Belgium needs to increase public investment, foster competition in given sectors and work on boosting employment among certain target groups to spur its economic growth, which is below the euro-zone average, the OECD said in its latest Economic Outlook, issued on Wednesday. In 2018 and 2019, the Organisation for Economic Cooperation and Development (OECD) predicted, Belgium’s gross domestic product (GDP) will grow by 1.7%, which is the same as last year. It forecasted, however, that the euro-zone’s GDP, which grew by 2.5% last year, would increase by 2.2% this year and 2.1% in 2019.
The OECD recommends to the Belgian authorities to increase public investment, which it said has been low for decades, to boost productivity growth. Given the budgetary situation, such investment should be more than offset by reductions “in inefficient public spending, user fees or through tapping sources of private financing”.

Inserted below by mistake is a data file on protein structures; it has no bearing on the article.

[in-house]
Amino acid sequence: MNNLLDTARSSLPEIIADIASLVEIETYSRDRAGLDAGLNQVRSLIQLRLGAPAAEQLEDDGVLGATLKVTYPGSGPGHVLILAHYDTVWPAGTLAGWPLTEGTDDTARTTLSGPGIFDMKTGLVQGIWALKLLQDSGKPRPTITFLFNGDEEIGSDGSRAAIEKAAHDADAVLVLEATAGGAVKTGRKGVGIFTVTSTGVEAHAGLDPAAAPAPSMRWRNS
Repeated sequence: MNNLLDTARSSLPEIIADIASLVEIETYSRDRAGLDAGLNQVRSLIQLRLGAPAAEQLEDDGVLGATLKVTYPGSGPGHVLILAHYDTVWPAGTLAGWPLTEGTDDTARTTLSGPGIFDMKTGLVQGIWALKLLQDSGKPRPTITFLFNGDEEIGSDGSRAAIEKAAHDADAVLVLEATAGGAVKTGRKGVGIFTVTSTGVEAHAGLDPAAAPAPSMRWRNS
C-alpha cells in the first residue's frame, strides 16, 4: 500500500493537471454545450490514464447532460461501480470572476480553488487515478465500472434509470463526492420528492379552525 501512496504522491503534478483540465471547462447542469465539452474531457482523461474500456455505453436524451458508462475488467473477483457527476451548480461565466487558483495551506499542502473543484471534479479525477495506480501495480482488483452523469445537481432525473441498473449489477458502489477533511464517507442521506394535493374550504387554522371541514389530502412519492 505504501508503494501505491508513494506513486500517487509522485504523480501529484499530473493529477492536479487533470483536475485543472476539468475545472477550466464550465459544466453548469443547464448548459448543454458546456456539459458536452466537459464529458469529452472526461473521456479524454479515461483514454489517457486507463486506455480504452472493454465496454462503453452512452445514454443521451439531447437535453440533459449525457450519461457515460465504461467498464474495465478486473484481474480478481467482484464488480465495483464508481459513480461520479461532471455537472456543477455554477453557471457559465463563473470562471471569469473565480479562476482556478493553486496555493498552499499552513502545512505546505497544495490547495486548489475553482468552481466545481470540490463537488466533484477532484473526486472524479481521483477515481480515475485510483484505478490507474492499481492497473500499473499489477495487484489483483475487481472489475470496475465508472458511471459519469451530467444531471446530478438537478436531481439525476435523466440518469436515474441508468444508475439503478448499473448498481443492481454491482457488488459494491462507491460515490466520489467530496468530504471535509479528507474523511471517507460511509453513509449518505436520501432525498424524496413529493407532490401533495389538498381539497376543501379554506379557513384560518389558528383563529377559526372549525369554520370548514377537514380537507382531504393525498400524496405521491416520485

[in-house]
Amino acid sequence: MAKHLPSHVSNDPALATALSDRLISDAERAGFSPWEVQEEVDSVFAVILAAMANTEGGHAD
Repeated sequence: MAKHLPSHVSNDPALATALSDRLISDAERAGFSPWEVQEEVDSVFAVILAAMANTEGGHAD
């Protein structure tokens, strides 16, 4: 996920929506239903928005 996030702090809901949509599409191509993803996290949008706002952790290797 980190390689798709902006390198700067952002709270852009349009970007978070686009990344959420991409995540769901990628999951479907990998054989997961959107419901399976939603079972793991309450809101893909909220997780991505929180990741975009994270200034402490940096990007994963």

The Paris-based international organisation also suggested increasing competition in services to export industries and simplifying administrative procedures and requirements for starting up businesses.
The OECD also recommended making growth “more inclusive” by increasing access to the labour market for immigrants, unskilled persons and older workers.
Finally, to spur growth, transport infrastructure around the main urban areas should be improved, toll gates increased, and tax breaks for company cars reduced.
The good news is, among other things, that the OECD expects unemployment to continue to decrease, as well as the public debt, which could be shrunk to 100% of GDP in 2019.